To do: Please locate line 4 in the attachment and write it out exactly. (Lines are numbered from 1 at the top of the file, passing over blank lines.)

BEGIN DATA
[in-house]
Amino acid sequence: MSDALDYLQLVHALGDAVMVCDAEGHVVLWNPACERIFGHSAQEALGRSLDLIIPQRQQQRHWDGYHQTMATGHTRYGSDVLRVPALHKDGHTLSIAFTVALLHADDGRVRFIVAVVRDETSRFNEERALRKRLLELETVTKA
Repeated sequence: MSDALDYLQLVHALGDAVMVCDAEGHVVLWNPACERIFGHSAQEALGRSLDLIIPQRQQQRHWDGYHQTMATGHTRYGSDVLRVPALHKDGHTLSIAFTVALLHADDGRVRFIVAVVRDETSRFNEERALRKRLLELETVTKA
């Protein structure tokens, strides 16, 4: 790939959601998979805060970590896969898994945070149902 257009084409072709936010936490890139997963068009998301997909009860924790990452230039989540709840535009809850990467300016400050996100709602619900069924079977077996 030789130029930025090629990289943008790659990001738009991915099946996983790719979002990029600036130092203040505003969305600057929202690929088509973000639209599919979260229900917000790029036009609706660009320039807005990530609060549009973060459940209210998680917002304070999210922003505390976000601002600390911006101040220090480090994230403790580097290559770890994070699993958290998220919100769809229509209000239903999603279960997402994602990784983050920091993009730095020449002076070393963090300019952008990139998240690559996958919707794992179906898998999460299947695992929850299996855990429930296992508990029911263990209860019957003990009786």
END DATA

């Protein structure tokens, strides 16, 4: 790939959601998979805060970590896969898994945070149902 257009084409072709936010936490890139997963068009998301997909009860924790990452230039989540709840535009809850990467300016400050996100709602619900069924079977077996 030789130029930025090629990289943008790659990001738009991915099946996983790719979002990029600036130092203040505003969305600057929202690929088509973000639209599919979260229900917000790029036009609706660009320039807005990530609060549009973060459940209210998680917002304070999210922003505390976000601002600390911006101040220090480090994230403790580097290559770890994070699993958290998220919100769809229509209000239903999603279960997402994602990784983050920091993009730095020449002076070393963090300019952008990139998240690559996958919707794992179906898998999460299947695992929850299996855990429930296992508990029911263990209860019957003990009786």